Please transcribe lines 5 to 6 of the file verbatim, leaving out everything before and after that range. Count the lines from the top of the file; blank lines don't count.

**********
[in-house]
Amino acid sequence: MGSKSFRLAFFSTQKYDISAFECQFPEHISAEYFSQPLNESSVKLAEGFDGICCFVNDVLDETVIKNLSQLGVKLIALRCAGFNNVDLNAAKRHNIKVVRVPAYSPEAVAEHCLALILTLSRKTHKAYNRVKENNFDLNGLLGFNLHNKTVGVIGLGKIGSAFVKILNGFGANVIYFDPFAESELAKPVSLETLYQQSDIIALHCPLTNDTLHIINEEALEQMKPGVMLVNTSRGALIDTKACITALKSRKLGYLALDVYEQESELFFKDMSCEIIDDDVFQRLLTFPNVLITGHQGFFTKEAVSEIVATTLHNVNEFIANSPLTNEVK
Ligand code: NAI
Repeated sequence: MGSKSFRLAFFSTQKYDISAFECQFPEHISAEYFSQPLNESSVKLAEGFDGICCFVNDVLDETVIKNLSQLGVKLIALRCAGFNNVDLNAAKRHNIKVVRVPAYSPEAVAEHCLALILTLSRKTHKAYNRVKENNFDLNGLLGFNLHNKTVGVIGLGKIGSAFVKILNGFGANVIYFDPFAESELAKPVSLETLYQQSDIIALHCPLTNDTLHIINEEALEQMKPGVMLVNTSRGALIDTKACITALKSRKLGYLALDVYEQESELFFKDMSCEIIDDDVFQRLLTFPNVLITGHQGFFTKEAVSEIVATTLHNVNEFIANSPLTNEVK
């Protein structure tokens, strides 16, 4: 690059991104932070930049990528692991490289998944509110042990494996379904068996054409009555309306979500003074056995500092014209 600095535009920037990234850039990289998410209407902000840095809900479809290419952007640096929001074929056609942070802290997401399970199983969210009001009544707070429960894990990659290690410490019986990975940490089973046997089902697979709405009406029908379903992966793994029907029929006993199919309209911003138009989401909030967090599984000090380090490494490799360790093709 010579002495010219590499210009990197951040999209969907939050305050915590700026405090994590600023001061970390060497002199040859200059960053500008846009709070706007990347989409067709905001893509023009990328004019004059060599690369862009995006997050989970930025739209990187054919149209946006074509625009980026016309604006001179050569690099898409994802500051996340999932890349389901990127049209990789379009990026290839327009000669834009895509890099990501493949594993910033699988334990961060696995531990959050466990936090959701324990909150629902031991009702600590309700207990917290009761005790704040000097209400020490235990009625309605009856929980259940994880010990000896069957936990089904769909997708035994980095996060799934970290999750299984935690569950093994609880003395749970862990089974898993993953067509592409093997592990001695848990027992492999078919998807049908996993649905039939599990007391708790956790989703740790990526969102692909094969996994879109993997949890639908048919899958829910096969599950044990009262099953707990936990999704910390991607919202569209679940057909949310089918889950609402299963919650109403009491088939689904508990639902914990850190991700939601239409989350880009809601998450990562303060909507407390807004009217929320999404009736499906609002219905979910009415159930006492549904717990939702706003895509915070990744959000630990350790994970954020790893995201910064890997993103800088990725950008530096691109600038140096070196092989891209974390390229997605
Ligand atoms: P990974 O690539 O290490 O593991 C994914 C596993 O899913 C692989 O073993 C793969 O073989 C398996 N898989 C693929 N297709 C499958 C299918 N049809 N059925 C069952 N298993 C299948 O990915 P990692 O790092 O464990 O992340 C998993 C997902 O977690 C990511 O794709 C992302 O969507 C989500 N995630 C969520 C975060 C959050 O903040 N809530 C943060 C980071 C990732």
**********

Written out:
């Protein structure tokens, strides 16, 4: 690059991104932070930049990528692991490289998944509110042990494996379904068996054409009555309306979500003074056995500092014209 600095535009920037990234850039990289998410209407902000840095809900479809290419952007640096929001074929056609942070802290997401399970199983969210009001009544707070429960894990990659290690410490019986990975940490089973046997089902697979709405009406029908379903992966793994029907029929006993199919309209911003138009989401909030967090599984000090380090490494490799360790093709 010579002495010219590499210009990197951040999209969907939050305050915590700026405090994590600023001061970390060497002199040859200059960053500008846009709070706007990347989409067709905001893509023009990328004019004059060599690369862009995006997050989970930025739209990187054919149209946006074509625009980026016309604006001179050569690099898409994802500051996340999932890349389901990127049209990789379009990026290839327009000669834009895509890099990501493949594993910033699988334990961060696995531990959050466990936090959701324990909150629902031991009702600590309700207990917290009761005790704040000097209400020490235990009625309605009856929980259940994880010990000896069957936990089904769909997708035994980095996060799934970290999750299984935690569950093994609880003395749970862990089974898993993953067509592409093997592990001695848990027992492999078919998807049908996993649905039939599990007391708790956790989703740790990526969102692909094969996994879109993997949890639908048919899958829910096969599950044990009262099953707990936990999704910390991607919202569209679940057909949310089918889950609402299963919650109403009491088939689904508990639902914990850190991700939601239409989350880009809601998450990562303060909507407390807004009217929320999404009736499906609002219905979910009415159930006492549904717990939702706003895509915070990744959000630990350790994970954020790893995201910064890997993103800088990725950008530096691109600038140096070196092989891209974390390229997605
Ligand atoms: P990974 O690539 O290490 O593991 C994914 C596993 O899913 C692989 O073993 C793969 O073989 C398996 N898989 C693929 N297709 C499958 C299918 N049809 N059925 C069952 N298993 C299948 O990915 P990692 O790092 O464990 O992340 C998993 C997902 O977690 C990511 O794709 C992302 O969507 C989500 N995630 C969520 C975060 C959050 O903040 N809530 C943060 C980071 C990732």